by Thomas Cheney
Electric cars have drawn a lot of attention, but zero-emissions automobiles still have an environmental impact. For instance, mining and manufacturing materials for the batteries and chassis all have an environmental impact.
Combining electric transportation with mass transit makes for a superior and more affordable, readily available alternative. And unlike currently expensive electric cars, electric buses are competitive today with diesel buses. Thanks to recent developments in lithium-titanate batteries, it is possible for a bus to be charged in several minutes and provide the juice for 30 to 40 kilometres. The batteries are guaranteed to last for 10 years of regular use by the manufacturer AltairNano. Because of fast charging and regular routes, electric public transit routes do not suffer from the range anxiety that electric car users anticipate. While recharging can pose challenges for some electric vehicles, fast-charge electric buses combine frequent, scheduled short-bursts of charging to allows electric buses to work all day.
Electric bus technology is more than a century old, and electric trolleybuses still ply the streets of many cities throughout the world, including Vancouver and Seattle. However, new fast-charge buses avoid the requirement to build a standard electric trolleybus system typically costing a million dollars per kilometre or more. The batteries allow buses to travel 30 to 50 kilometres on a 10-minute charge. Unlike their trolleybus cousins, fast-charge electric buses provide sustainable transportation with much less infrastructure and thus can be used economically on less intensively served suburban and rural routes. In Wenatchee, Washington, fast-charge buses by E-bus continuously serve the small city’s downtown. An Opbrid, adapted plug-in, hybrid, fast-charge bus serves a 45-minute route in Umea, Sweden, practically eliminating diesel use.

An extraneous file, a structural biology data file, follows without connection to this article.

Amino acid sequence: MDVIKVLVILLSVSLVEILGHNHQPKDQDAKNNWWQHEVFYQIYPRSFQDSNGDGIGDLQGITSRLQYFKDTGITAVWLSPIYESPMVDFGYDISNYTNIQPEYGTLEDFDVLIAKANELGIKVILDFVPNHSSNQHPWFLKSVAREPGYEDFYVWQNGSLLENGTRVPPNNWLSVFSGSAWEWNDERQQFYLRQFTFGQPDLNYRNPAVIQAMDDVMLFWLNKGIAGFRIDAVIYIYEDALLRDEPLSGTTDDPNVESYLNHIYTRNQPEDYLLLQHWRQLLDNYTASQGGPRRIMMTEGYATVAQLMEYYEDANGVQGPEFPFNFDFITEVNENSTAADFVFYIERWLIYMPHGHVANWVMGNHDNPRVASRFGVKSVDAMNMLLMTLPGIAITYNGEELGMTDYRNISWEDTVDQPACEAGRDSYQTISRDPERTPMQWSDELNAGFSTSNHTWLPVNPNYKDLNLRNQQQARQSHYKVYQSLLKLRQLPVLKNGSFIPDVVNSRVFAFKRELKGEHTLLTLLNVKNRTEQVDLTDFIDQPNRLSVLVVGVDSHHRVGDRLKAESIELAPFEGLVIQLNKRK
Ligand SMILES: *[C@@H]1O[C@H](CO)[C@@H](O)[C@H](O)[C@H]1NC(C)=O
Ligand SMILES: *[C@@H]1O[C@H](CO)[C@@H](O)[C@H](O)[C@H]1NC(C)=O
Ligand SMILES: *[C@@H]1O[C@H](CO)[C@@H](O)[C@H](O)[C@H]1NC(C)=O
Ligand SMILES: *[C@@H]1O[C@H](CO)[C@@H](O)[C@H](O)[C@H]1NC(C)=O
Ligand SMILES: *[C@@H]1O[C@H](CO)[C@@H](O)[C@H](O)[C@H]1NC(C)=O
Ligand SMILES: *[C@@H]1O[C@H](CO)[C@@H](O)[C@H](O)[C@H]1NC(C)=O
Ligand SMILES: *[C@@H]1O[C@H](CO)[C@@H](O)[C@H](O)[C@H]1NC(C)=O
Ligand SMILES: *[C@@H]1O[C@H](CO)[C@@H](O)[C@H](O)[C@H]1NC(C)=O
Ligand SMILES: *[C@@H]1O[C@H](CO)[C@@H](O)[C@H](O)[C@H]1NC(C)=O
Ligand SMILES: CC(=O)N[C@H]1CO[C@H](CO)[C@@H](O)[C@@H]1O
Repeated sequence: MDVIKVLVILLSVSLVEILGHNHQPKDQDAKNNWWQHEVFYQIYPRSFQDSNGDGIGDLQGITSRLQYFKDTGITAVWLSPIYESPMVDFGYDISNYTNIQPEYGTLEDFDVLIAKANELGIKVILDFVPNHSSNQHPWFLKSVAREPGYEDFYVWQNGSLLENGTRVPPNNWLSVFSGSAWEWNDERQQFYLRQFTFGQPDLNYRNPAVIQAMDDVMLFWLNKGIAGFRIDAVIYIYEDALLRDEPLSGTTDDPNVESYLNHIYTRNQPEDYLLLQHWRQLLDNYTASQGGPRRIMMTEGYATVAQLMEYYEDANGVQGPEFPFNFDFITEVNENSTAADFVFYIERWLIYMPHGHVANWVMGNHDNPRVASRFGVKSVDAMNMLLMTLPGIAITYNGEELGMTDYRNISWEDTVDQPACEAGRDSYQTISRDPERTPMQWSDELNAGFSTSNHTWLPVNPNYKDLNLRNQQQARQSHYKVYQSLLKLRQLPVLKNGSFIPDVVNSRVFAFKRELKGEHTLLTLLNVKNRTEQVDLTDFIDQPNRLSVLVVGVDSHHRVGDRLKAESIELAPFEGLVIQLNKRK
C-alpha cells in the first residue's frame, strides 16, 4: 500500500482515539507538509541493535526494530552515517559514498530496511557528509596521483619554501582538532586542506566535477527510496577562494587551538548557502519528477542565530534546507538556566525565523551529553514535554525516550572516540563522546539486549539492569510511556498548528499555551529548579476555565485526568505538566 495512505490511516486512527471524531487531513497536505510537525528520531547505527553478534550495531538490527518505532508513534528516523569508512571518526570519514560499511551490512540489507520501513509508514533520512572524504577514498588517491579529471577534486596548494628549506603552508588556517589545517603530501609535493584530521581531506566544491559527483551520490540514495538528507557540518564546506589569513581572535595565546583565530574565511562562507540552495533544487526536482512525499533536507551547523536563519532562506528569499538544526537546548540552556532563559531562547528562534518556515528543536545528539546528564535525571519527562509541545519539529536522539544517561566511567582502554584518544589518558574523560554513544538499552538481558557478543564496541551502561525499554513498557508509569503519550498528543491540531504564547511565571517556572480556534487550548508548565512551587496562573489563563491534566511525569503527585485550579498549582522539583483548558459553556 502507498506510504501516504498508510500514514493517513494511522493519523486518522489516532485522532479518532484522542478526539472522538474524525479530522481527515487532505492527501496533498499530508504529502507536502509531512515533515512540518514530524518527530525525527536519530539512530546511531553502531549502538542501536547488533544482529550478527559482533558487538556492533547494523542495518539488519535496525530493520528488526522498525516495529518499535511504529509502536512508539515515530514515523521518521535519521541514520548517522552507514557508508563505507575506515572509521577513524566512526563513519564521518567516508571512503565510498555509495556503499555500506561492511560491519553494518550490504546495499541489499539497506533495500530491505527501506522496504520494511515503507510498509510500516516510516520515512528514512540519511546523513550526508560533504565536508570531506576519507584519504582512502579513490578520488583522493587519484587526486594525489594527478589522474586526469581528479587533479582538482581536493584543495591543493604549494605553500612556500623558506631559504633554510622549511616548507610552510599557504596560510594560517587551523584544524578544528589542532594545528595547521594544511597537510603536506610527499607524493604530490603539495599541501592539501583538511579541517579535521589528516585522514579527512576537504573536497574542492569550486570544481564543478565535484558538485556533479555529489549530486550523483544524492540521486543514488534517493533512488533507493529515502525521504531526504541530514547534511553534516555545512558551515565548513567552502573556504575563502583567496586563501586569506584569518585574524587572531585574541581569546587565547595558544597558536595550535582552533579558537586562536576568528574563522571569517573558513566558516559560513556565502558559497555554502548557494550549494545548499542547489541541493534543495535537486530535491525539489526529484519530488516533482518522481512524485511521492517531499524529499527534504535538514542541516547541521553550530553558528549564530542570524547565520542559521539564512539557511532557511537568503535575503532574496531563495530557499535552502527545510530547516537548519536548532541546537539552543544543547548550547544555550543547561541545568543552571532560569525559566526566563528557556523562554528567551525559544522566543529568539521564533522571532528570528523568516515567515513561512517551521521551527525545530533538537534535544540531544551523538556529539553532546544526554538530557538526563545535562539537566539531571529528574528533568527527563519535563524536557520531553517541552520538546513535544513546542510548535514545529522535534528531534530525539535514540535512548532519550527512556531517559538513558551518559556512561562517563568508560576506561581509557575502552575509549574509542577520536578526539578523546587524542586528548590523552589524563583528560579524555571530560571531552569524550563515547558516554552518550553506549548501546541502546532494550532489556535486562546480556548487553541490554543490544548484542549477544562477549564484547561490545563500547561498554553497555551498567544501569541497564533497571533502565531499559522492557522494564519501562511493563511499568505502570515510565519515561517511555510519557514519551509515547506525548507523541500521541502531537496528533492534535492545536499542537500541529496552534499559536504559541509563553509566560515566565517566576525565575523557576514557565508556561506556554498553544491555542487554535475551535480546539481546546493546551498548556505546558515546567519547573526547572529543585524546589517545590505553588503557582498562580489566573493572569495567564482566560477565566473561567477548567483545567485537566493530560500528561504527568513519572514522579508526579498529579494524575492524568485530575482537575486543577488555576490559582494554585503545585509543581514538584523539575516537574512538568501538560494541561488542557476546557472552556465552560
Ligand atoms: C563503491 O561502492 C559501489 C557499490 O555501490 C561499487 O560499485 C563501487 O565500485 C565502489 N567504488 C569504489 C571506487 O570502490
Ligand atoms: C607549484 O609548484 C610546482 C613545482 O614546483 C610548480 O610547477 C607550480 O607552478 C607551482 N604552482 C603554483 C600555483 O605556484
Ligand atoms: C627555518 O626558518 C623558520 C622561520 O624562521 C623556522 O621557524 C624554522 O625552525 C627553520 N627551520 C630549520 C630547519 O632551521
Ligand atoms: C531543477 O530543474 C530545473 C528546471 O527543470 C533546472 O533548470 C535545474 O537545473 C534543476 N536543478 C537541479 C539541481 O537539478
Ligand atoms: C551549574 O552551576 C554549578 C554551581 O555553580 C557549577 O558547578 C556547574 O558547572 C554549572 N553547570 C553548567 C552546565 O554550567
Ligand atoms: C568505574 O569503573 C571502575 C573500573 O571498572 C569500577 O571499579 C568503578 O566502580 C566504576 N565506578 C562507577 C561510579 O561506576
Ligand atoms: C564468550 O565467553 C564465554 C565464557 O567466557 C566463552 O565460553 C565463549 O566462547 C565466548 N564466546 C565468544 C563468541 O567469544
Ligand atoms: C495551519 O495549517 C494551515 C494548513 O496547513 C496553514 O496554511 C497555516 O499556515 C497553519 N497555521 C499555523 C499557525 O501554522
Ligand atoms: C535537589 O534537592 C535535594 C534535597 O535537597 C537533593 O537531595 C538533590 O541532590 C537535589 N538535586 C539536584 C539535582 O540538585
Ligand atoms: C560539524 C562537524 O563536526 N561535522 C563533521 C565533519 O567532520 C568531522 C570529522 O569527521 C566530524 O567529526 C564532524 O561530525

Battery electric buses work by recharging at route ends, allowing them to keep current schedules. Because charging arms extend automatically, the driver remains seated. A particularly innovative electric bus is manufactured by Proterra and is used in several American cities. Proterra buses are made from lightweight carbon fibre, which gives them exceptional fuel econony. In spite of the millon-dollar price tag, the fuel savings from the 24-miles-per-gallon performance keeps lifetime cost similar to, or even lower than, a four-miles-a-gallon diesel bus. BC Transit explored the use of a Proterra fuel cell variant in Victoria in 2010.
Other companies getting on the electric bus bandwagon include Canadian industrial icon, Bombardier, with their Primove technology. Primove recharges buses using wireless inductive charging which requires only that the bus stop over a segment of adapted pavement to charge. The technology is currently being prototyped in Europe. Inductive charging has also been proposed as way to electrify highways, avoiding the need to stop and recharge.
Electric vehicles hold the promise of cleaner air, climate stability and reduced geopolitical entanglements. In addition, they avoid oil-extraction impacts. While electric cars struggle to gain market adoption on a large scale, battery electric bus technologies stand ready to revolutionize public transit. Electric buses pave the way for an electric, rather than petroleum-based, transportation system.
Thomas Cheney is a Master’s student at the University of Northern British Columbia, researching climate-change mitigation.